To help you, consider how you’ll transform your students’:
- Beliefs – what will they believe (about the world and themselves) that they didn’t believe before?
- Abilities – what will they be able to do that they couldn’t do before (or couldn’t do to a high enough standard)?
- Habits – what positive behaviours will have become a part of their daily or weekly routine?
- Results – what concrete (observable) results will they have that they can attribute to the course?
If you still need convincing, just ask yourself, what’s more appealing:
- a course teaching you all about weight loss, or
- a course that will help you lose 10lbs by eating healthy, tasty meals and leave you feeling confident you can keep the weight off?
It’s the second one by a country mile, right?
Mistake #4: They Try To Do Everything Themselves
Have you ever let the credits run at the end of a film and thought “who the hell are all these people?”
Making a movie is a huge undertaking that can require hundreds of people across many specialised roles. Likewise, course creation requires many different skills too.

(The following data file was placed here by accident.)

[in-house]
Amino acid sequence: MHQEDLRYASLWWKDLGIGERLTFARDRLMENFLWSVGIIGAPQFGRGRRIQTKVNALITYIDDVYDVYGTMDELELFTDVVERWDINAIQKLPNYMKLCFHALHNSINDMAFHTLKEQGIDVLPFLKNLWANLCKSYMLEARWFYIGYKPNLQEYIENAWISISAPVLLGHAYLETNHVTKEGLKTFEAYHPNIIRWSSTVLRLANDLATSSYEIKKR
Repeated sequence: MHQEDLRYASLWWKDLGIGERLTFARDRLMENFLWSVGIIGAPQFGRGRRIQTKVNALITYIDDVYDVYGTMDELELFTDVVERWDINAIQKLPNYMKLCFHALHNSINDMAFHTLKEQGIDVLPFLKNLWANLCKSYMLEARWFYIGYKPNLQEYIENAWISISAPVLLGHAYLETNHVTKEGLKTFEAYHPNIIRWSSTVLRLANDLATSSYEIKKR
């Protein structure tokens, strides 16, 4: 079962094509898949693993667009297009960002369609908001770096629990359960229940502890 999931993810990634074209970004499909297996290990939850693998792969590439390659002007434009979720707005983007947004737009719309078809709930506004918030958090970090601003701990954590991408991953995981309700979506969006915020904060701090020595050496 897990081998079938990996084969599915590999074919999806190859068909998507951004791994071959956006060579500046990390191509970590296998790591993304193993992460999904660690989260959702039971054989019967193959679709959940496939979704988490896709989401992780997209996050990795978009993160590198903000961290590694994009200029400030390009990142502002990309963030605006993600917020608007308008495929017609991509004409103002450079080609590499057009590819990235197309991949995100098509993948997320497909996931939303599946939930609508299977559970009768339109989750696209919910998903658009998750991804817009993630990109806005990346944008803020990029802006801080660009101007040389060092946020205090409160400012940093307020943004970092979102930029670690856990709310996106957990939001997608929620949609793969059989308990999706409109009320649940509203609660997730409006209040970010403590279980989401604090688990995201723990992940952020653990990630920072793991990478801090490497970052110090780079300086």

There’s marketing, instructional design, scripting, graphic design, video production, technical configuration, and the list goes on.
Realistically, you won’t be equally strong in each of those areas. Even if you can handle it all yourself, you’re unlikely to get the best results and it’s just not efficient.
However, that doesn’t stop many first-time course creators trying to do it all. They see their first course as a big experiment and don’t want to spend money getting help until they see some results.
But the irony is that without the right help, those good results are far less likely.
Here are some ways that expert help can make all the difference:
- If you’re great on camera but suck at all the technical stuff, get someone to help you with video production. Nothing makes customers feel like they’ve bought a second-rate product like poor audio or video.
- If you’re skilled at creating engaging content but struggle with visual design, get a graphic designer to create some simple but stylish templates for you to use throughout your course.
- If you’re struggling to sort through all your knowledge and translate it into lessons and resources that get results, hire an instructional designer to guide you.